Safety tips for dealing with dogs near pools

NEW HAVEN, Conn. (WTNH) — After the harsh winter we had, many of us are looking forward to the heat of the summer. As soon as the heat does arrive, we will be looking for ways to keep cool.  But you also have to think about your pet — specifically your dog — to make sure they are not overcome by the warmer temperatures.

Joining us Saturday on Good Morning Connecticut, Richard and Vicki Horowitz, expert dog trainers from BarkBusters, to talk about all dealing with pets near the pool.

With the warm weather here and many people opening their pools for Memorial Day and the summer season, keeping your dog cool during the summer months is extremely important.  It can prevent heat stroke, dehydration or even death.  Dogs not only need to drink plenty of water to keep cool, many of them like to swim in it as well.  While it is a great form of exercise and will help to keep Fido from overheating, many dogs drown each year from pool accidents that could have been avoided.

If your dog loves the water and loves to jump into the pool, make sure he knows how to get out safely.  If a dog falls into a river or lake, its instinct will tell it to turn around and try to get out from the point at which it fell in.  This may work well in a lake or a river, but in a suburban swimming pool the dog may drown if it adopts this instinctive action.  Therefore it is important to teach your dog where and how to get out of the pool regardless of where he went in.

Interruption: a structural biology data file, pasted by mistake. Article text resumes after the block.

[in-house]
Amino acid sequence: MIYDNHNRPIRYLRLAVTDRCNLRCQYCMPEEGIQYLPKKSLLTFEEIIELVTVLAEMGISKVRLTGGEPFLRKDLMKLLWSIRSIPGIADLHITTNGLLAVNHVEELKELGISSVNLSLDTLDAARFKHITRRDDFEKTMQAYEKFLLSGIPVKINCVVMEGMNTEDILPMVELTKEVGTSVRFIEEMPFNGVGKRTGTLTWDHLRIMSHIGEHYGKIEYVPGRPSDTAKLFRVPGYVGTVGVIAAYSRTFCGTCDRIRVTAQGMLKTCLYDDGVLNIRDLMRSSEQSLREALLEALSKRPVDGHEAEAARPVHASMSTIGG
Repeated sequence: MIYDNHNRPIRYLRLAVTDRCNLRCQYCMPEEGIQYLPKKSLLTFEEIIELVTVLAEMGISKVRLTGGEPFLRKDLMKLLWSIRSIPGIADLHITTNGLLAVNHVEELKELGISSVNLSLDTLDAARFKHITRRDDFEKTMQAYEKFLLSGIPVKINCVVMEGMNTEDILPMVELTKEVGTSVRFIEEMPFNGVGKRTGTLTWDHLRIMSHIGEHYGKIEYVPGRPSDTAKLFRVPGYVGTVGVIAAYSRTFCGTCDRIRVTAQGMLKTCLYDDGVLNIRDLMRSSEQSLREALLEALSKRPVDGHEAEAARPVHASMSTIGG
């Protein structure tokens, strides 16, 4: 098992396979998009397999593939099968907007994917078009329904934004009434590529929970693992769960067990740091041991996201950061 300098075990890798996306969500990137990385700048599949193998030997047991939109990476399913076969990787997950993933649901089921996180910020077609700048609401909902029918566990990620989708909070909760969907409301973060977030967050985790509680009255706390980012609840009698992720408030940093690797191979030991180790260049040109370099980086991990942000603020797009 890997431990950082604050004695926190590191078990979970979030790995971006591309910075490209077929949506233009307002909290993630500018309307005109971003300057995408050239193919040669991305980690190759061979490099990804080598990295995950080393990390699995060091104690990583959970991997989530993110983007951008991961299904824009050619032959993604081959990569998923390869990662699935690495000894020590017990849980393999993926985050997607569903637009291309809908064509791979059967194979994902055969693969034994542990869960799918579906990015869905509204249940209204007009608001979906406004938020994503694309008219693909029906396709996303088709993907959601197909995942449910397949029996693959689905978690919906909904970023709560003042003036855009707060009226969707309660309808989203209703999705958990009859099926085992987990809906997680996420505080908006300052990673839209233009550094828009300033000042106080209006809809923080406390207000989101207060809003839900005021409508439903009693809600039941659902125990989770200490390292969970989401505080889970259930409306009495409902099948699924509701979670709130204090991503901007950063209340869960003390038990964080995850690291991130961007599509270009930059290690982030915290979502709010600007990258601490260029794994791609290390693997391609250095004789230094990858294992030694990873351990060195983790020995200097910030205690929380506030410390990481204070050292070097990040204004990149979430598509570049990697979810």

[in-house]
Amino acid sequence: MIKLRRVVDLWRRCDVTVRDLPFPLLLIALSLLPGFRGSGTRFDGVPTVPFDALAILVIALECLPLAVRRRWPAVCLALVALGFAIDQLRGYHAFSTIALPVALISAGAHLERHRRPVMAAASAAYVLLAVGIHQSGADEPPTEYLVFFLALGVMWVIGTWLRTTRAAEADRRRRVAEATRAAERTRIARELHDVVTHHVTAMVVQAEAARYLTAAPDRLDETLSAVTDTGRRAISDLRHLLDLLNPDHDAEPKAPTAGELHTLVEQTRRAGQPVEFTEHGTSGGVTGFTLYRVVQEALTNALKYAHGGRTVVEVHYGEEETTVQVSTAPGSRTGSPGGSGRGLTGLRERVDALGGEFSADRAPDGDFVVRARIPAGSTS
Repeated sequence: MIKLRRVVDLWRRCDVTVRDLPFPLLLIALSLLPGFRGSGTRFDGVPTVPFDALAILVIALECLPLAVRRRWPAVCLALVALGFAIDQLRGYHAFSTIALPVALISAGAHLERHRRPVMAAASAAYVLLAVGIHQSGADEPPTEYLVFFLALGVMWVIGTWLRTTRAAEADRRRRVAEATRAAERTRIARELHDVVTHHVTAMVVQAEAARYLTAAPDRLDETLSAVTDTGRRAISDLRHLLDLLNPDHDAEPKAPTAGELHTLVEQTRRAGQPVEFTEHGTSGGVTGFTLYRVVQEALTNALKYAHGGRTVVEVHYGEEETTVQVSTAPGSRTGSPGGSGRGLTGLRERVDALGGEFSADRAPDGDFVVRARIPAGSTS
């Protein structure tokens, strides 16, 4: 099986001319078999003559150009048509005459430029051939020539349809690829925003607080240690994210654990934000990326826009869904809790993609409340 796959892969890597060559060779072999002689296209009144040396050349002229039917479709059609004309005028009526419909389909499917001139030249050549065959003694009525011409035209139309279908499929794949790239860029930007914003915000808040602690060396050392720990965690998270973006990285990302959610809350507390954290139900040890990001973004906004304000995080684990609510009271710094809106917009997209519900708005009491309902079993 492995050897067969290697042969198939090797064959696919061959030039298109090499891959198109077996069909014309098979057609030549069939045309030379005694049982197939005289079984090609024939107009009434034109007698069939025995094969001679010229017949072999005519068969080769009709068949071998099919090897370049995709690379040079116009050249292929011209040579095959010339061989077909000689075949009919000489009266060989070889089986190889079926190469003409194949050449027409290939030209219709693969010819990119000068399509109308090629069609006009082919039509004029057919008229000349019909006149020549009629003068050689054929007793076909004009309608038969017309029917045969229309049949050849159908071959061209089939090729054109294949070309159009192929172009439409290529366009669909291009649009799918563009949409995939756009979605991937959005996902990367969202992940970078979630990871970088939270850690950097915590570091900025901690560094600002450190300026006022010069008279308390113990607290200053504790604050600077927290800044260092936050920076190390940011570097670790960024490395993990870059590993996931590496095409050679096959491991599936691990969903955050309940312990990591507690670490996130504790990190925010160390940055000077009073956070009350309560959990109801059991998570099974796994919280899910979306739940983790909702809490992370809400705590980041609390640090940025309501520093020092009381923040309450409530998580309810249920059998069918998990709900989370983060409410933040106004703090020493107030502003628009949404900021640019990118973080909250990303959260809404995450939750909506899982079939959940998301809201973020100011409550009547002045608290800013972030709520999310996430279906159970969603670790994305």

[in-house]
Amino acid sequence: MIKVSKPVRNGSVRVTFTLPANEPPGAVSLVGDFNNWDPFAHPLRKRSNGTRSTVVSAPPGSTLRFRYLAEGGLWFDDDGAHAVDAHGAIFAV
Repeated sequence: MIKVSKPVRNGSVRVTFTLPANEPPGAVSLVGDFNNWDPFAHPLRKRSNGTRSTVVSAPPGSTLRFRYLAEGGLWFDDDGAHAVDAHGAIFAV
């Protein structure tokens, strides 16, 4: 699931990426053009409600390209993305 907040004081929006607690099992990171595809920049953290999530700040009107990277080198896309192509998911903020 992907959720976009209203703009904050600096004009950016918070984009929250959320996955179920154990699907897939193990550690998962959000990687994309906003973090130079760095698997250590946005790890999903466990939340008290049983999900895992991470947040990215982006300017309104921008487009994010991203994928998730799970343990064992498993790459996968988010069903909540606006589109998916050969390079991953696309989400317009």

If you’re looking to teach your dog how to exit a pool, first attach a recall leash to its collar.  Gently place the dog into the pool from the steps or shallow end.  The dog will instinctively turn around and get out from the point of entry.  Place the dog in the pool several times.  Once it realizes that it can scramble out, move to the other sides of the pool and again gently place the dog into the pool.  Use the recall leash to guide the dog to the steps or shallow area, giving as little help as possible to the dog.  Practice as much as possible with your dog, especially with pups. Make certain your dog does not become exhausted.  The most you will be able to achieve at any one time is three or four entries and exits.

It is also important for you to keep an eye on your dog while in the pool because swimming can be very tiring for a dog.  Just like many dogs will chase a ball or Frisbee again and again until they nearly collapse, many dogs will continue swimming without any thought as to how tired they are.  And unlike chasing a ball on land, they have no solid ground on which to rest.

If you don’t have access to a pool that allows dogs but still want to take him swimming, nature offers other enjoyable options.  However, be aware any restrictions if you take your dog to the beach, lake or pond.  Once in the water, make sure your dog will come to you as soon as you call.  Recall is one of the most important lessons you can teach your dog.  It can literally save his life. It’s not a bad idea to rinse your dog off with fresh water, after swimming.

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